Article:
My hip flexors were sore from the 16 miles of high-stepping, but with my new-found ability to actually run, I became a much happier camper.  The miles ticked away and so did the number of runners who remained between me and the finish.  I wasn’t purposefully passing folks, but I had a mantra going in my head and it was motivating me to get to that finish line.  “Gotta get to the Undie Run, gotta get to the Undie Run, gotta get to the Undie Run.”  Hey, whatever does the trick, right?

More (fun?) snowy trail

I also knew that the faster I cruised along and the closer I got to the finish, the greater my chances of doing something stupid like blowing up or getting injured.  Neither of those are on my to-do list so I tried my best to maintain a steady but reasonable pace.  I hadn’t set out to race, and I didn’t think I was putting in race effort for a good portion of it, but now that I found myself in 4th place I realized I in fact was pushing a bit harder than originally planned, and since I had put in all that effort to get there, might as well not blow it at the end.

At one point I slowed to a walk near a hill and felt my hammies tighten up.  This was a sure sign that I was getting pretty fatigued, so I told myself no walking until the finish line is crossed.  It may have also been a sign that I was low on electrolytes, so I popped another S-cap.  The plan seemed to work and the hammies cooperated through the finish.

I honestly expected to get passed in the last mile by some marathon runner doing his first ultra like I did last year, but thankfully this year I was able to maintain a solid distance from others.  The final half-mile downhill on pavement is much more enjoyable when you’re able to run it at your own pace and you’re not tapping in to imaginary energy reserves trying to run down some speed demon who took your top-10 slot.

I crossed the finish in 5:10 and in 4th place, an hour slower than last year but in a much better placement.  Was this year’s field less competitive?  Did I get better?  Am I better suited for racing in difficult conditions whereas others who normally do well at Holiday Lake are not?  Who knows, but it was one hell of a race.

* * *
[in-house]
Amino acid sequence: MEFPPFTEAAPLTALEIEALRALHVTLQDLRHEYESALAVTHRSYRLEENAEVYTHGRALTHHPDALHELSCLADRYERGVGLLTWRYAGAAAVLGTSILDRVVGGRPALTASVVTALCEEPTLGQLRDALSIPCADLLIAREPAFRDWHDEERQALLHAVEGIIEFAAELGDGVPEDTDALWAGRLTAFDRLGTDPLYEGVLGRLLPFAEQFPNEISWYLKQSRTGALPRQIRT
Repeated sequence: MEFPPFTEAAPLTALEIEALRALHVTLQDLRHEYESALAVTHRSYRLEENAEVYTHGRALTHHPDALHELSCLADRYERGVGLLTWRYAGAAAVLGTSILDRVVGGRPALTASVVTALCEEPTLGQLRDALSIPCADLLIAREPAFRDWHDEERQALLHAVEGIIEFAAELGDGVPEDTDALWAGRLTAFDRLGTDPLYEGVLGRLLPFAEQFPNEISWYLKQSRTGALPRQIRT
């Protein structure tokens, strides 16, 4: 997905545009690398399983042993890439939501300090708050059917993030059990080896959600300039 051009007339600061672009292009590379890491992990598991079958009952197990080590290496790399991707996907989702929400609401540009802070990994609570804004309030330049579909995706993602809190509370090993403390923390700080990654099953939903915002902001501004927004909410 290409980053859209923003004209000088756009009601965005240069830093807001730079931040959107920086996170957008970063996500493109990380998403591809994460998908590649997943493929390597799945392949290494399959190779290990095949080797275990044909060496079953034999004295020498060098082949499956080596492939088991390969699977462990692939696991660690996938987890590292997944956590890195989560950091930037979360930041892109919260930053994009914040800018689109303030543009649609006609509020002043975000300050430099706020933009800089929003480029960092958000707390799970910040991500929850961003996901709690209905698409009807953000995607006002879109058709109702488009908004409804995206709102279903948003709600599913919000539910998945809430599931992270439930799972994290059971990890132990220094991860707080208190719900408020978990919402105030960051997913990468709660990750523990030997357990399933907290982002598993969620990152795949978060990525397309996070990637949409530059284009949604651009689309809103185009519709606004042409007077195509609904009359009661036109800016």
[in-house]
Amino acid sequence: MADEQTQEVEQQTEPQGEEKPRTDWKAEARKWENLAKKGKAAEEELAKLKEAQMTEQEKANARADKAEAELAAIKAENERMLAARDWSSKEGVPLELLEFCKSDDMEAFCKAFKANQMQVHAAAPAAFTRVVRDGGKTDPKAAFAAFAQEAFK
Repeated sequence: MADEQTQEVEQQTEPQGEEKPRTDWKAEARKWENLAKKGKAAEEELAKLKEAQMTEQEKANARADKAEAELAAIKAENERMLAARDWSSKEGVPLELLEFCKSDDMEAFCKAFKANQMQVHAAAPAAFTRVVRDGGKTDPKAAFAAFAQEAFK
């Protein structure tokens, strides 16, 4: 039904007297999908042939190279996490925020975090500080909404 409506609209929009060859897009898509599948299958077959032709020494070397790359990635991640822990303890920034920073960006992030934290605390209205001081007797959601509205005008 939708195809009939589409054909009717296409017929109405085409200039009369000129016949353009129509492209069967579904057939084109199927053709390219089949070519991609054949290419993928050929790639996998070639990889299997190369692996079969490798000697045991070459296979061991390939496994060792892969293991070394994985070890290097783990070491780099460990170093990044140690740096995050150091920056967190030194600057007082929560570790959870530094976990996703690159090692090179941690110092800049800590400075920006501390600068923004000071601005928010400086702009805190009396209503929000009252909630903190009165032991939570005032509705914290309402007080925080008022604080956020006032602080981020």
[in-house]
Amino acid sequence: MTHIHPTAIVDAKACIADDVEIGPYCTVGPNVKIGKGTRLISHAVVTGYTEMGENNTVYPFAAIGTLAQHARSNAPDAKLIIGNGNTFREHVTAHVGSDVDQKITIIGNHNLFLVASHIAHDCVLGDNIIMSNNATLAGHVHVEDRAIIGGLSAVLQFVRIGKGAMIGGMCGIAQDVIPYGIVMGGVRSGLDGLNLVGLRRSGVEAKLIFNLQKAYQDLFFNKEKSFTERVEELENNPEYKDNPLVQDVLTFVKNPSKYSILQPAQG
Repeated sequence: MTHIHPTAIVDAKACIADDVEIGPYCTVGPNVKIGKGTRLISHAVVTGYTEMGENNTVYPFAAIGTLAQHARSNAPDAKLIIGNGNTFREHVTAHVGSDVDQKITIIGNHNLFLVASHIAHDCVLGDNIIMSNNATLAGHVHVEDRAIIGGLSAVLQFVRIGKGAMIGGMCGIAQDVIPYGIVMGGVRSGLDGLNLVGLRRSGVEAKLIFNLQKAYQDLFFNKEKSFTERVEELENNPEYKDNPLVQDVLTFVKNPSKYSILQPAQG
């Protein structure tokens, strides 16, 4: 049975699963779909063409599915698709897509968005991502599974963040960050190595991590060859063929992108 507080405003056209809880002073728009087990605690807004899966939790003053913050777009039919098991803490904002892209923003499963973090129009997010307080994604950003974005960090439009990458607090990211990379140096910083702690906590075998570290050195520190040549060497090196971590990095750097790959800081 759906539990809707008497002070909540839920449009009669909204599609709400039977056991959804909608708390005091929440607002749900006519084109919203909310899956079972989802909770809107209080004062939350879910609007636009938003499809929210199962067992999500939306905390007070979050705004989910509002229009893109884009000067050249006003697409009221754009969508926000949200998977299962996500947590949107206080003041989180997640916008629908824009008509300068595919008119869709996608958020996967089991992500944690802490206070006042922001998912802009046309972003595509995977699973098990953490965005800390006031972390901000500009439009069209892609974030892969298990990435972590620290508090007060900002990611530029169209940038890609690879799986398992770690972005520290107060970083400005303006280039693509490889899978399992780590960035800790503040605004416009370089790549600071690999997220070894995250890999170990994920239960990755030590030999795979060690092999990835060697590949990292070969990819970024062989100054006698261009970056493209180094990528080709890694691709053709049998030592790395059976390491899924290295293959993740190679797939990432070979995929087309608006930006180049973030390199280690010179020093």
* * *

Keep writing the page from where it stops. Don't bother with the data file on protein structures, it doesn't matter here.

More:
Oh yeah, I stuck around the finish line for all of 5 minutes before going to grab a shower and hitting the road.  Much fun was had at Cupid’s Undie Run, but I’ll save that for it’s own separate post ;-)

All pictures courtesy of Doug Sullivan.

Full race results here.

4 Responses

  1. Nice work. How’s the barefoot running working out for you? Could you describe the change in your running style? I’m working to get back into running for the first time in a few years, and running in 5fingers means that my stride is fuckin’ horrible. Haven’t worked it out at all!

    Cheers,
    DoF.

  2. Bobby,

    Good report, and even more solid run. To answer your questions at the end. Yes, the field wasn’t as competitive as in previous years. But, 4th out of over 200 runners says a ton. Most folks were in survival mode in the snow, so the ability to run competitively in those conditions also means your technical (no rocks, but lots a snow) skillz have improved. I’m looking forward to seeing what you are capable of in the mountains injury free. Train smart and give yourself the opportunity to blow away the field at Terp Mountain and Promise Land. Nothing sucks more than when you are forced into a “half ass” effort because of injury, or risk of further injury. Trust me, I know.

    -Mike Bailey

  3. Dave – Barefoot running is going well, but I had to learn from a few close calls that it’s not an end-all-be-all solution to running. We’ve been running/walking in shoes our whole lives and it takes a LONG time to rebuild those muscles. I try to wear minimalist or no shoes as often as possible, but when running I’ll only do one short barefoot run a week, if that. Barefooting shouldn’t take up more than 5-10% of your weekly mileage unless you’ve been doing it for a very long time. The stride should come natural, if it’s not then you’re trying too hard. High cadence, very short stride, leaning forward from the hips, toes pointing down and feet landing midfoot directly under center of mass.

    Mike – The name of the game this year is don’t get injured and do all the races I couldn’t do last year. I, too, can’t wait to see how well I can do in a lot of these races, but that’s all just icing on the cake. It’s gonna be a good year… ohhhh yeah. What races do you have lined up?

  4. […] actual Undie Run.  Since I am competing in the Beast Series (again) this year, I had to run the Holiday Lake 50k down near Lynchburg, VA that same morning.  I ran as fast as I could (4th place ain’t too […]